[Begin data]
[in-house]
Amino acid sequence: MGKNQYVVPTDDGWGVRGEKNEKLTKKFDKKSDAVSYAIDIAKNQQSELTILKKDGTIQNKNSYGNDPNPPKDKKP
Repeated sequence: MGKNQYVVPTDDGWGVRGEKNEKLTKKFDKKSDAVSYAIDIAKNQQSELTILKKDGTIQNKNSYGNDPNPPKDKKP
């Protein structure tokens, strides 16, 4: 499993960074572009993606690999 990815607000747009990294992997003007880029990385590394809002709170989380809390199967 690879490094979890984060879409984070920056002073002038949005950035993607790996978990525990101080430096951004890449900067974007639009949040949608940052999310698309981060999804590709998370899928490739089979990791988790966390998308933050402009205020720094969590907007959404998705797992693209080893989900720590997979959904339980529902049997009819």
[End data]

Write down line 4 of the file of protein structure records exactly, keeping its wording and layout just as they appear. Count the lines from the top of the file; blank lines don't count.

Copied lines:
């Protein structure tokens, strides 16, 4: 499993960074572009993606690999 990815607000747009990294992997003007880029990385590394809002709170989380809390199967 690879490094979890984060879409984070920056002073002038949005950035993607790996978990525990101080430096951004890449900067974007639009949040949608940052999310698309981060999804590709998370899928490739089979990791988790966390998308933050402009205020720094969590907007959404998705797992693209080893989900720590997979959904339980529902049997009819």